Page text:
Our disengagement from our world behind the shield of entertainment doesn’t protect us from reality.  Pushing a button is not wisdom in action. Our disengagement means that we do not know what to appreciate or why.  We have delegated our lives and without the experience of living in process how do we begin to take them back?

There is one group of people who does not have the luxury of acquiescing to the current system.  Our humble and creative HSP’s are more engaged with process than any other group.  We take in everything and have to deal with it and are often alone in doing so.

Highly sensitive people have a capacity for appreciation that is exceptional.  All the processing of sensory information, thoughts, feelings and experiences gives us a library of information for working with a dynamic world. HSP’s are the people who can lead us back to a groundedness with our world.

It is my wish for HSP’s this holiday that they take a moment to appreciate themselves, as the stars in the tree that hold the light we need to bring us to a new communal understanding.  You are truly special and worthy of very high regard. Please celebrate your gifts to the world in this holiday season.

Food Causes Cell Death

Salmonella invades human cells © by Nutloaf

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Food Causes Cell Death? According to Science Daily, “Excess nutrients, such as fat and sugar, don’t just pack on the pounds but can push some cells in the body over the brink. Unable to tolerate this “toxic” environment, these cells commit suicide.”

This new information released last month by Washington University School of Medicine in St. Louis scientists and published in Cell Metabolism, shows that protein building RNA, which is related to DNA, the blueprint for our biology, is apparently also playing a role in the decision for a cell to die.  

The cell death process is put in place when large amounts of metabolic stress create such toxic conditions in the body that the cells cannot survive. According to the Science Daily article, “Though cell suicide is a natural process that protects healthy tissues from damaged cells, it can sometimes fall out of balance. If the cell death pathway gets shut down, damaged cells may divide and lead to cancer. On the other hand, too much cell death due to abnormal metabolites, such as high levels of fats and sugar, can impair the function of tissues in the body…”

This information follows on the heels of another study that demonstrated that fat cells are not dormant or inert as most people think.  The study which appears in ACS’ Journal of Proteome Research according to this  Science Daily article, found six totally new proteins and 20 other proteins in the fat cells, which indicates that fat cells are very active in the body.

Both of these studies demonstrate the dynamic nature of the human system, the importance of environmental factors and the natural processes that exist to help us maintain balance.

Highly sensitive people are susceptible to many types of illnesses, diabetes and cancer being two of them.  It is important for HSP’s to know the role that fat, and sugar, play in creating destructive conditions in the body. Cell death is the first step on a destructive path that can result in chronic disease and organ death.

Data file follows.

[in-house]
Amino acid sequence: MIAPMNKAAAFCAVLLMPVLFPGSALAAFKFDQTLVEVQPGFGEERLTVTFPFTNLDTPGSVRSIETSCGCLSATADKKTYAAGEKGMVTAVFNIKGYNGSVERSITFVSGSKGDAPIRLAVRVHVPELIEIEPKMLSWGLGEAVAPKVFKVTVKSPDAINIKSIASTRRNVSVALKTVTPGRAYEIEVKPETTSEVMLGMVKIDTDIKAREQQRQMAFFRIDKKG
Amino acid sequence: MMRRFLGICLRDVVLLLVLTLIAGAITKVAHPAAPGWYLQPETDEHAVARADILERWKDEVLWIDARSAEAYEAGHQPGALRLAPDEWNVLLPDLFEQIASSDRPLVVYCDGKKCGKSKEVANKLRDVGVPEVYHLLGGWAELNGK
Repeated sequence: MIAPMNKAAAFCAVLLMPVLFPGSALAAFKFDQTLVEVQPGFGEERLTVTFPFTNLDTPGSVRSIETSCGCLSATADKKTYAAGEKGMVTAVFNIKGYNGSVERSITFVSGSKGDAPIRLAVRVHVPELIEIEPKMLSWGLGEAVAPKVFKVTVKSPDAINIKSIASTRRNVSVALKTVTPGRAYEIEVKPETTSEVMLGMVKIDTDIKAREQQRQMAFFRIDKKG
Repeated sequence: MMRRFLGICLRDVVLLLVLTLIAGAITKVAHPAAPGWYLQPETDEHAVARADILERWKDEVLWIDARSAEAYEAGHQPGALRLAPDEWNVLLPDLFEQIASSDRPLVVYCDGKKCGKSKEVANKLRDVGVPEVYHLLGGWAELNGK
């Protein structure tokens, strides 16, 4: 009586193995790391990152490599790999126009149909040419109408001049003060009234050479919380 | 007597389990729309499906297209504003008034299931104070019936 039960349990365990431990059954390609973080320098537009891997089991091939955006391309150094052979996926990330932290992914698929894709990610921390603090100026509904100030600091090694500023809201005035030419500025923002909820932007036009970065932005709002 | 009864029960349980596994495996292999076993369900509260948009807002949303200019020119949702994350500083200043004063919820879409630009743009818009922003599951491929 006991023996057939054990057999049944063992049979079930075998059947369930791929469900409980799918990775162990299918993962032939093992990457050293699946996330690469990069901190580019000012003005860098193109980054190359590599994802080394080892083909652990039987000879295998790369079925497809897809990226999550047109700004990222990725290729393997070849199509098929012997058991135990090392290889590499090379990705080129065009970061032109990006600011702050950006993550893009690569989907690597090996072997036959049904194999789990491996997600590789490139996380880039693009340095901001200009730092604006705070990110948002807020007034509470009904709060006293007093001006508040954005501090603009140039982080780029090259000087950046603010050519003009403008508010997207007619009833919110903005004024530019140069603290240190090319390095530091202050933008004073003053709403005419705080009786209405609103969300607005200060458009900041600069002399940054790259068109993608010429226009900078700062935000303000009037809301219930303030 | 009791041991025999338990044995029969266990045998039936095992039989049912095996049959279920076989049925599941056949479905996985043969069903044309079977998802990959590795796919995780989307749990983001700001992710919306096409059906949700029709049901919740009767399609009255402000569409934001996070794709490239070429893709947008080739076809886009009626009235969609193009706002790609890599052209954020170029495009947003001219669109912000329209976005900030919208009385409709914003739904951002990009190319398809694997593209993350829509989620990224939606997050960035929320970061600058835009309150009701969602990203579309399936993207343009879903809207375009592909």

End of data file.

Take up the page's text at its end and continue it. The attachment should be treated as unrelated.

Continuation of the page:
Ayurveda’s diet models are very effective for minimizing the consumption of unnecessary fats and sugars while maintaining balance in the body.  The two substances. fat and sugar, can create considerable stress in the body – something HSP’s need to avoid. Ayurveda’s focus on the effects of the subtle energies in food enable them to offer diet recommendations that create a supportive physical culture compatible with good health.

I Want A House I Can Feel In My Bones

Old House in Provo © by wickenden

I wrote this for an essay contest for Tiny Texas Houses which builds houses out of salvaged materials.  I didn’t win but enjoyed writing this, so I wanted to share. I was inspired by the idea of a house as a lived experience so these are the words that flowed:

I want a house I can feel in my bones.

I want a house that speaks to me across generations, that includes me in its conversation.

I want a house that doesn’t need to apologize for its rawness.

I want a house that holds time like warm tea in a cup, warming my innards with its resilient joy.

I want a house that is with me, not over me or anyone else.

I want a house that knows it is temporary, a monument to the living not the impressing.

I want a house that is humble because only then can we greet each other with kindness.

I want a house that speaks to the earth as a  friend not a burden.

I want a house that rests lightly with few demands and much spirit.

I want a house that knows the measure of all its parts and gives them all their due.

I want a house whose credentials are in the living.

I want a house whose shadows do no harm.

I want a whose whose quirks breathe with ancient knowledge.

I want a house that gives me back my past and a future to be proud of.

I want a house that has faith in me and that I can have faith in.

I want a house that like me is just happy to be here.

I want a house whose dignity is simple and with a known merit.

I want a house that gently takes its place on the earth.

I want a house that meets the moment with me.

Stress in the Womb

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There is a growing awareness that stress in the womb plays a major role in the creation of genetic diseases and the highly sensitive trait.  Maternal stress during pregnancy results in higher levels of testosterone in the body and by extension a fetus. The higher levels of testosterone change brain development increasing the chance of genetic diseases, the highly sensitive trait as well as high creativity and giftedness.